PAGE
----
A Hot Spring, also known as a geothermal spring is a naturally occurring spring of water that emerges due to heated groundwater. The heat produced is either through the magma within the Earth’s crust or through the movement of fault in the crust.
In this article, we shall discuss what is hot springs along with key facts about these hydrothermal or geothermal spring, from the IAS Exam and other competitive exam perspectives.
Given below are other important related links in line with the UPSC Syllabus for the reference of candidates:
Key Facts on Hot Spring
- A Hot Spring is a naturally occurring spring of water that is hotter than 98 degrees Fahrenheit (36.7 degrees Celsius) when it flows from the ground
- The temperature of this water remains high even during the winter season when the land is covered with ice and snow
- Hot Spring can be used by human beings for various purposes, based on their temperature
- There are minerals present in the water released by Hot Spring
- Hot springs often host communities of microorganisms adapted to life in hot, mineral-laden water. These include extremophile that thrives at high temperature
- What is Geyser – Hot Spring?
- A jet of steam and hot water that immediately spouts out of the ground is known as Geyser. It results from the heating of groundwater by shallow bodies of magma.
- As water is ejected from geysers and is cooled, dissolved silica is precipitated in mounds on the surface. This material is known as sinter.
- What are Mud Pots – Hot Spring?
- When the water in a hot spring mixes with dirt or clay before it reaches the surface, the spring is called a mud pot
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How is Hot Spring Formed?
When the rainwater or the groundwater heats upon coming in contact with the rocks that have been heated by magma, deep beneath the Earth’s surface, Hot Spring is formed. This form of geothermal spring generally occurs in areas near volcanic activities.
Formation of hor spring is also possible in areas with no volcanic activities. This happens when rainwater flows into the ground and is heated by the radioactive decay of elements present in the rocks and soils that it flows through.
To learn more about Volcanoes, their formation and their different types, visit the linked article.
How Hot Spring is useful for Human Beings?
- Hot Springs are tourist attractions in countries where they are present
- Due to the presence of dissolved minerals in the water formed through Hot Spring, it also holds therapeutic uses. It also has medical attributes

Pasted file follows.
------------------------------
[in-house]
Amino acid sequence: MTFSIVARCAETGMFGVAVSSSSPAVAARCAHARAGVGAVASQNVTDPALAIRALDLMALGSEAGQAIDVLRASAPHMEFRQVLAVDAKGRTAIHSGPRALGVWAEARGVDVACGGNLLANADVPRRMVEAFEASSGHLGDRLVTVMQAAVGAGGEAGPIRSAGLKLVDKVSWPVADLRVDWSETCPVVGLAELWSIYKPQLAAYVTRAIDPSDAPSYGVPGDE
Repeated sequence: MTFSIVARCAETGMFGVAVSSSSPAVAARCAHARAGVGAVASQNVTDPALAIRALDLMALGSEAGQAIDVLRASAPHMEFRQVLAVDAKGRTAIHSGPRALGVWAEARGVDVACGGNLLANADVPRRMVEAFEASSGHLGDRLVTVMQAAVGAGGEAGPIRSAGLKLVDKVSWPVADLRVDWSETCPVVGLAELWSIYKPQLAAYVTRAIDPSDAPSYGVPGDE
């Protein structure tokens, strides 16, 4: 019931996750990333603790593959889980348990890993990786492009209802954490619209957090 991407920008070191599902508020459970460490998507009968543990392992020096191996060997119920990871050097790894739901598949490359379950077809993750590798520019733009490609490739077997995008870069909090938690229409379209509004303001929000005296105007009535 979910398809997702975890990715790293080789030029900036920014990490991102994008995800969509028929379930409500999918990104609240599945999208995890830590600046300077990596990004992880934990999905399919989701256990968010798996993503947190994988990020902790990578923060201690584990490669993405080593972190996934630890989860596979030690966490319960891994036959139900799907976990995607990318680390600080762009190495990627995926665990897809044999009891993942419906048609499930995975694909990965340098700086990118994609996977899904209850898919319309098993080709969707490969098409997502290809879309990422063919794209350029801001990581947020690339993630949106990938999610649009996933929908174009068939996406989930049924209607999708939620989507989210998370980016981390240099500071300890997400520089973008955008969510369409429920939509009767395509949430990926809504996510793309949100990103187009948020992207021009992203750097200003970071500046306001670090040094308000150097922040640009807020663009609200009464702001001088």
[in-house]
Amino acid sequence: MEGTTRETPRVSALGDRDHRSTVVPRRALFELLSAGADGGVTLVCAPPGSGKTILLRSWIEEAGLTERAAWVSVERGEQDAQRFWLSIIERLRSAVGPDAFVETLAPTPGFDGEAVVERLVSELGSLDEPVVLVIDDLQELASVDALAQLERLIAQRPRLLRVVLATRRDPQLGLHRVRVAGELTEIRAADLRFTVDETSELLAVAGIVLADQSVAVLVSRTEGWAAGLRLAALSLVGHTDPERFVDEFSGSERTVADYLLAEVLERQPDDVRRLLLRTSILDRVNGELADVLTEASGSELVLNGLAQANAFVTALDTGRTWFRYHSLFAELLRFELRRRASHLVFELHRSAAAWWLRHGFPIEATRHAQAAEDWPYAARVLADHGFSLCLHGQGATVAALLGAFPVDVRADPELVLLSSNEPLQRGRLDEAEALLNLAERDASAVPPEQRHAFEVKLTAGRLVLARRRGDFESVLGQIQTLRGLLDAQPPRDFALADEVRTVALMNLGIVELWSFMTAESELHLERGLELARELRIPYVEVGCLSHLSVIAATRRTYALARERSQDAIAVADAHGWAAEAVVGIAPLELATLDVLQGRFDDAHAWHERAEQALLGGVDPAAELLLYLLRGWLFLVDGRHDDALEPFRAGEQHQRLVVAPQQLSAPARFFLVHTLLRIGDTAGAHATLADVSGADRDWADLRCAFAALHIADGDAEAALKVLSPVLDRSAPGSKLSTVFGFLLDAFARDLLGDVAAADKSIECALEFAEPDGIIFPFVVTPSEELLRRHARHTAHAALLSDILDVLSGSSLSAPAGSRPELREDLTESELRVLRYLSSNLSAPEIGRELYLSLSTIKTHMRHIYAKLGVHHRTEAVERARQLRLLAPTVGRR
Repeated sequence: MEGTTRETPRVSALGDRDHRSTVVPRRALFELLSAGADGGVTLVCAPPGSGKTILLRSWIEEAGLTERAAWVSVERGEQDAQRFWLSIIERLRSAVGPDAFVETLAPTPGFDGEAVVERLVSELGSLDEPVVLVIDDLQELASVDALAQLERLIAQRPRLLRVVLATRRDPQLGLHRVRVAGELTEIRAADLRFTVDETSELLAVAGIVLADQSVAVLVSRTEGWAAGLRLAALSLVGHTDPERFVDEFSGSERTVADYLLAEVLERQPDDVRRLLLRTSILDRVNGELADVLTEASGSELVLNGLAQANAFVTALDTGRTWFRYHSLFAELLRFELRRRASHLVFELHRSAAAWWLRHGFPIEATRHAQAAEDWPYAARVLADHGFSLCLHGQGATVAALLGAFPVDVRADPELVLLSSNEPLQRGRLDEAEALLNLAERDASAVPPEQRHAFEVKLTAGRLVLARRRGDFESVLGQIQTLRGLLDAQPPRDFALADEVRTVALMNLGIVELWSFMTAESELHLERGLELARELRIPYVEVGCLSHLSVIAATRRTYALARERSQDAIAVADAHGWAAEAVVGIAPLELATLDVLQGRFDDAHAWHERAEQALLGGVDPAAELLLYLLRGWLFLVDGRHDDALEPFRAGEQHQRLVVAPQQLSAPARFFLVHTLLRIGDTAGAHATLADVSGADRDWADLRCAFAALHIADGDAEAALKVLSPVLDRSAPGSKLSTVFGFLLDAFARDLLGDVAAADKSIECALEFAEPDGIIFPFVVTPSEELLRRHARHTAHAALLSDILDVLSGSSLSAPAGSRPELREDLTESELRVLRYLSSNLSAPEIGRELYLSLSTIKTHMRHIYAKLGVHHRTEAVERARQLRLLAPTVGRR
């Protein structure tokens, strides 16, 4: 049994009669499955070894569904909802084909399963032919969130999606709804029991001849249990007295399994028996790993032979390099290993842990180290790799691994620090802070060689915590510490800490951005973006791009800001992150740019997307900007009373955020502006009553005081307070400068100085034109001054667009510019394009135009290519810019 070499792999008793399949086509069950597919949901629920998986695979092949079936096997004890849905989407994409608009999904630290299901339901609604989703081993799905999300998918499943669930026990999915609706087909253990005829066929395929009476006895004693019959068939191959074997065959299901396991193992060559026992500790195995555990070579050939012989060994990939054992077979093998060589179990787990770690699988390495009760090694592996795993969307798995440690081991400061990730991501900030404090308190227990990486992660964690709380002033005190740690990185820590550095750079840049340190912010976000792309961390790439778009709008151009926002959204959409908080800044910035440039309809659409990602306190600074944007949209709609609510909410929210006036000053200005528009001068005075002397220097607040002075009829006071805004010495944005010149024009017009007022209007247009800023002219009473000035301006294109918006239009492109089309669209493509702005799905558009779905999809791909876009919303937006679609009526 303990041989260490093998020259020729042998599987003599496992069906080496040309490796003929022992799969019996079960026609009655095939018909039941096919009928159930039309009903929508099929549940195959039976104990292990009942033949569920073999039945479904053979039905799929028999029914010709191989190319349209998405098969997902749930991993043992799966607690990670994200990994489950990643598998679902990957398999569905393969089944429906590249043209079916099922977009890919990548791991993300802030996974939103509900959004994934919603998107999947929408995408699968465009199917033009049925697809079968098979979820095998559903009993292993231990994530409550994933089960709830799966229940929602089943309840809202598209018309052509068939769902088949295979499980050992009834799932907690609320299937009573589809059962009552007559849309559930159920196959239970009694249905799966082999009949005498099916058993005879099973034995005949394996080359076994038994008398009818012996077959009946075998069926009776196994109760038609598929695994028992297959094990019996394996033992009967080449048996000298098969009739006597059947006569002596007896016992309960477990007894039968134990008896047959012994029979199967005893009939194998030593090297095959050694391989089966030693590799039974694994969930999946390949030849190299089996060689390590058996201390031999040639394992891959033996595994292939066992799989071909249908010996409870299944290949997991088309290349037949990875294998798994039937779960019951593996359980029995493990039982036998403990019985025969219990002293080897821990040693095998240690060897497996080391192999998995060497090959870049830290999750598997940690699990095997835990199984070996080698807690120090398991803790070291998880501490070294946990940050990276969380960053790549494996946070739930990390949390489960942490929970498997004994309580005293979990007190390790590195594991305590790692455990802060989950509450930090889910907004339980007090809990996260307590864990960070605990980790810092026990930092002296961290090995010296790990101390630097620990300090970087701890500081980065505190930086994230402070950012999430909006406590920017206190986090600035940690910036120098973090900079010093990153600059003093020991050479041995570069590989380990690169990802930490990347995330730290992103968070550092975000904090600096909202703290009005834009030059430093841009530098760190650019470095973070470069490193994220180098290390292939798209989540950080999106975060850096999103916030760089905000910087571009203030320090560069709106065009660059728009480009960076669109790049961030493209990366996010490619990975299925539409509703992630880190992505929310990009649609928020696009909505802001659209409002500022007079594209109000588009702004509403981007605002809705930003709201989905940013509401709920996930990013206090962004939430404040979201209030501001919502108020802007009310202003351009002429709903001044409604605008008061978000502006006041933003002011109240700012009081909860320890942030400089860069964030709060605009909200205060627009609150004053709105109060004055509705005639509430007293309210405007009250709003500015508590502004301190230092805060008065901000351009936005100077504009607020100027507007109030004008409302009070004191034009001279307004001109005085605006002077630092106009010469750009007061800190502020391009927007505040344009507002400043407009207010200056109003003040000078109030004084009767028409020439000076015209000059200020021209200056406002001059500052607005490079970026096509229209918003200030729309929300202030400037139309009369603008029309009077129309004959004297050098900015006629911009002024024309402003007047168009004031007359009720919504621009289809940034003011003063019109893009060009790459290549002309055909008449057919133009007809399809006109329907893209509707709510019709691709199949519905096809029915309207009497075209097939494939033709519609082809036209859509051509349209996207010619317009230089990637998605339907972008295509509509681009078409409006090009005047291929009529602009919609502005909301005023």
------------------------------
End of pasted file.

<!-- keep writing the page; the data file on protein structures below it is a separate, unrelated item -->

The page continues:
- Many Hot Springs have been converted into rehabilitation centres for disabled persons
- Also, beneficial for animals during the extremely cold season. As animals find heat near these sprouts.
How is Geothermal Spring dangerous?
However, not all Hot Springs can be used for human purposes due to their high temperature which is not suitable for living beings. Also, the naturally occurring chemical in springs close ti volcanic activities can cause severe burns on the skin.
Hot Spring In India
India comprises numerous natural hot water springs which have naturally emerged from the geothermal forces beneath the Earth’s surface. With dissolved chemicals and medicinal properties, Hot Springs are present in various parts of the country. Given below are a few of the springs in India:
There are various other Hot Springs present in the country with medicinal, spiritual or other historical attributes.
Latest Updates on Hot Spring
- In August 2020, the Wadia Institute of Himalayan Geology, an autonomous institute under the Department of Science & Technology, Govt. of India investigated and characterised the gas emissions from the Himalayan water springs.
- The Himalayan geothermal springs which cover about 10,000 square km in the Garhwal region of Himalaya show a significant discharge of carbon dioxide-rich water.
- The Himalayas alone, host about 600 geothermal springs having varied temperature and chemical conditions and their role in regional and global climate, as well as the process of tectonic driven gas emission, needs to be considered while estimating emissions to the carbon cycle and thereby to global warming
- The study published by the Institute also suggests that CO2 in these thermal springs are sourced from metamorphic de-carbonation of carbonate rocks present deep in the Himalayan core along with magmatism and oxidation of graphite
Aspirants can also read in detail about Climate Change in India and get UPSC notes regarding the same, at the linked article.
Furthermore, all government exam aspirants can visit BYJU’S and get the latest study material, exam updates and preparation tips.